Guest Artist Mindy Copeland sets a piece

Tyler Anderson

Hang on for a minute...we're trying to find some more stories you might like.

Email This Story

Mindy Copeland’s choreography class. Photo by Tyler Anderson.

Mindy Copeland’s choreography class. Photo by Tyler Anderson.

On Oct 18, renowned tap dancer Mindy Copeland appeared as part of the Dance Department’s Guest Artist series at WTAMU.  Out of 53 who auditioned for the tap dancing performance on Oct 11, only 10 dancers were selected for the piece.
“We had an audition, which was grueling and we all had to tap one at a time,” senior dance major Devyn Dobson said, who explained the path she and nine others had to take to prepare for the performance. “We learned to combo and after the audition, we were cast.  We had rehearsal for the rest of Friday and all of Saturday. We had Sunday off, and [Copeland] cast who was in the piece and who were understudies. From Monday up until now, we just rehearsed every afternoon and every evening. It was really grueling and it was a lot of hard work.”

The five and a half minute piece was a mixture of individual effort and group work. In the introduction of the piece “Sound is Pound”, Copeland said that tap dancing was about “finding one’s own voice” in the form of improvisation.

“It’s been a pleasure to be here,” Copeland said, praising the performers on their work. “The students gave me 110% and I worked them really hard. We had a lot of long rehearsals; the first two days were tough. We had six to eight hour rehearsals, divided into four-hour chunks. They had to learn the entire five and a half minute piece in two days so that we had the whole week to clean. It’s a lot of material to process in that amount of time. The stamina to tap for that long, you get sore feet and sore shins. They pushed through and did an excellent job.”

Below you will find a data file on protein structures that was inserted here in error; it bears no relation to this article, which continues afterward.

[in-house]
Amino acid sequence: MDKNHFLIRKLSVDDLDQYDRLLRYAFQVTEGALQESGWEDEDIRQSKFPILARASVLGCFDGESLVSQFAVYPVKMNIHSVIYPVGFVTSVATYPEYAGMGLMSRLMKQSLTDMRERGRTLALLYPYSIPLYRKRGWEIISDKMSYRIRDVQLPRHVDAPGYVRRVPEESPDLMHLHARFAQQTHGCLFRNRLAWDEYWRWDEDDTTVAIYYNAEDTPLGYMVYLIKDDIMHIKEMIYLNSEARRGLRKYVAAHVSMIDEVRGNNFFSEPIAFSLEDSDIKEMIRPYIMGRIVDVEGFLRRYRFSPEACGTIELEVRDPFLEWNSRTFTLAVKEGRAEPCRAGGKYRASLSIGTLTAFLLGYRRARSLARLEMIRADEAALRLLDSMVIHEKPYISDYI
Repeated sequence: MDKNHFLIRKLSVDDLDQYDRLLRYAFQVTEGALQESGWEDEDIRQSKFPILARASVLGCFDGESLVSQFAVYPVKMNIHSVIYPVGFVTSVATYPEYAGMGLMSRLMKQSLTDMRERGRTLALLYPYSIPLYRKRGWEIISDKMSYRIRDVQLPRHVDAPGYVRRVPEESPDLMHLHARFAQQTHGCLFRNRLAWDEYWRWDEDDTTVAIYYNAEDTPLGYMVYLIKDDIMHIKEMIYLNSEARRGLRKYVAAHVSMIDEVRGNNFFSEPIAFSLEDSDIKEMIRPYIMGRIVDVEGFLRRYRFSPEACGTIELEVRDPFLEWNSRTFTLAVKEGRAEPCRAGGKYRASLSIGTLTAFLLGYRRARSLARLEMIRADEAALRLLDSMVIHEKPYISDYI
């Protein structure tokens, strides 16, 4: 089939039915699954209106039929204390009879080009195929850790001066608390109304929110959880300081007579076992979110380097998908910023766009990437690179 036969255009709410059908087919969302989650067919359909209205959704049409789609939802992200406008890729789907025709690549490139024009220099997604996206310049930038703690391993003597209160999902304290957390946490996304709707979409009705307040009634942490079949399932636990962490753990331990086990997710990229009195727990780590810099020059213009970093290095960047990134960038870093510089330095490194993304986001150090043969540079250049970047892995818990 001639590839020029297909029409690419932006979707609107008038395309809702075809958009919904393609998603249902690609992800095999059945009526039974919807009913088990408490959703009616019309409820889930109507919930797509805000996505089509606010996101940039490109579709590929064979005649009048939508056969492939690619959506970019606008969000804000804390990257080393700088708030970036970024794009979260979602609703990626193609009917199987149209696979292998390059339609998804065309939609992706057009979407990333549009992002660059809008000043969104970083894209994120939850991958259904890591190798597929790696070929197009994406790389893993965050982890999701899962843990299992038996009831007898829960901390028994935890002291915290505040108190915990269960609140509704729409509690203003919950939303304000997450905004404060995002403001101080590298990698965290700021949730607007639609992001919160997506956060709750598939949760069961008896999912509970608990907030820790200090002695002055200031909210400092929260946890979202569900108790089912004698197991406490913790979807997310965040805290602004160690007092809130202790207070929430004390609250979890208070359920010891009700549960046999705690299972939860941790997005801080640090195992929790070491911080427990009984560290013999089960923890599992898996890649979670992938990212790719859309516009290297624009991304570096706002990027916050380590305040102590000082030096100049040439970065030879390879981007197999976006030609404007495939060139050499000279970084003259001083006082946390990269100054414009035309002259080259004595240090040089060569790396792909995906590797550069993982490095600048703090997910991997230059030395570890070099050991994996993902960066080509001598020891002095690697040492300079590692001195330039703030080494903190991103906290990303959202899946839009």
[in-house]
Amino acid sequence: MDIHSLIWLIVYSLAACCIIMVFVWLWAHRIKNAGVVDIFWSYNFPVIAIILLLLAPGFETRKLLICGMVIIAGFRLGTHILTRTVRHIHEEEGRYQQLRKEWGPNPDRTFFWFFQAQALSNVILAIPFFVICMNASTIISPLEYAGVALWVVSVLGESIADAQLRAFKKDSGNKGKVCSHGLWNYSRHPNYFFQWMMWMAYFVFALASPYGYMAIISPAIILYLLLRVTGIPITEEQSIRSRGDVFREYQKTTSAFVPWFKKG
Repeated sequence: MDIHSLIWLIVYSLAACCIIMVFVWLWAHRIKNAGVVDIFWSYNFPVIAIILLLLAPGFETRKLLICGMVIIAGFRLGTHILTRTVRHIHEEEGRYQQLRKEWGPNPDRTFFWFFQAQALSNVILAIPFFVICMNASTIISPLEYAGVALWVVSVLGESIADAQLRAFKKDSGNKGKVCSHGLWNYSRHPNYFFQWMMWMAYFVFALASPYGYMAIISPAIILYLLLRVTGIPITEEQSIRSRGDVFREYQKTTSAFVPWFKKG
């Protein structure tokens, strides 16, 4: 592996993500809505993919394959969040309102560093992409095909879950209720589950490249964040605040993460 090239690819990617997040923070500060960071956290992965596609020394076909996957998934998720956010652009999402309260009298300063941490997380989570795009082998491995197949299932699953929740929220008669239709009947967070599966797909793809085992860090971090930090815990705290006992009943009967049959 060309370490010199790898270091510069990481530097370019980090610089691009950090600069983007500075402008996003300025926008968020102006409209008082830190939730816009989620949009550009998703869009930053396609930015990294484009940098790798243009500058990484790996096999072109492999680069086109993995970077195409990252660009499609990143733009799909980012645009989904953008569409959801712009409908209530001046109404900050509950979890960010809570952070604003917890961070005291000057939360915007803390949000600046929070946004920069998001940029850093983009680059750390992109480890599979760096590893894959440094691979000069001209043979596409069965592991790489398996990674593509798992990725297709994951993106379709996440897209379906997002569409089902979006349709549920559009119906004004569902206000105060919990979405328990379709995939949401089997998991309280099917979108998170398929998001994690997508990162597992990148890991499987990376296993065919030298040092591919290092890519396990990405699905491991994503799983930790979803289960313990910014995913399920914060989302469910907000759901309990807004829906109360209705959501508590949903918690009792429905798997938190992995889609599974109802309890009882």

Copeland, a Los Angeles resident and Cal-State Fresno alum, was a former student of Edward R. Truitt, associate professor of Art, Theatre, and Dance. Truitt was instrumental in bringing in Copeland, who is part of the YouTube Masters of American Tap Dance education video series, to West Texas A&M University.

“We [the faculty] try to bring in a variety of guest artists that will help the dancers to create a network for when they leave [school],” Truitt said, revealing the steps taken to bring Copeland to Canyon. “We try to bring in some of the guest artists that are out there; working professionally that can be potential contacts for the students as well as guest artists who can fill in a gap in our program. The way our program is written at this point in time is that we’re not really strong in the tap [dancing] area. I proposed to the other faculty to bring a tap choreographer and I have a great contact that has her own company. This is funded by the Guest Artist series as well as our next guest artist that we’re bringing in January.”
Copeland was a featured soloist in the international tour of Caution Men at Work: Tap! in mainland China, as well as appearing in the short film Tap Heat, starring Arthur Duncan and Jason Samuels Smith, where she performed choreography by Danny Daniels.

“I definitely think the stage is the most rewarding because you get that immediate connection and feedback with the audience,” Copeland said. “I particularly love theatres where you can see the audience and look them in the eye while performing. However, doing live television has its own energy, where there are no second takes. You have to nail it, or it’s going live. So it has its own exciting energy. The Jerry Lewis Telethon (in 2003) was one of the most special moments for me. I shared the stage with quite a few legends, it happened shortly after Gregory Hines had passed away, so we turned the number into a tribute for him. So it was a great honor to be a part of that routine.”
Copeland is also the co-artistic director of Tap Overload, a tap dance production company that premiered Office Beat to rave reviews as well as producing short YouTube videos to attract a new generation of tap dancers and reignite a passion for tap dancing to former dancers.

“One thing my husband [Gabe Copeland] and I wanted to do is to spread the joy of tap and knowledge of tap,” Copeland said. “It’s not a dying art form. It’s something that’s fun, relevant, and current today. There’s a lot of people doing it and enjoying it. We wanted to inspire people to put those tap shoes back on or get into tap classes they never have. So far, the feedback to the YouTube channel has been positive. That was our goal, so it was exciting to hear that.”

Notably, Copeland is no stranger to WT as she has been on campus before.

“I brought her out here before, in the summer of 2004 and in the summer of 2005 as a guest teacher when WT used to have a summer dance camp,” Truitt said. “We have stayed in touch and became great friends with her and her husband.”

Print Friendly

Guest Artist Mindy Copeland sets a piece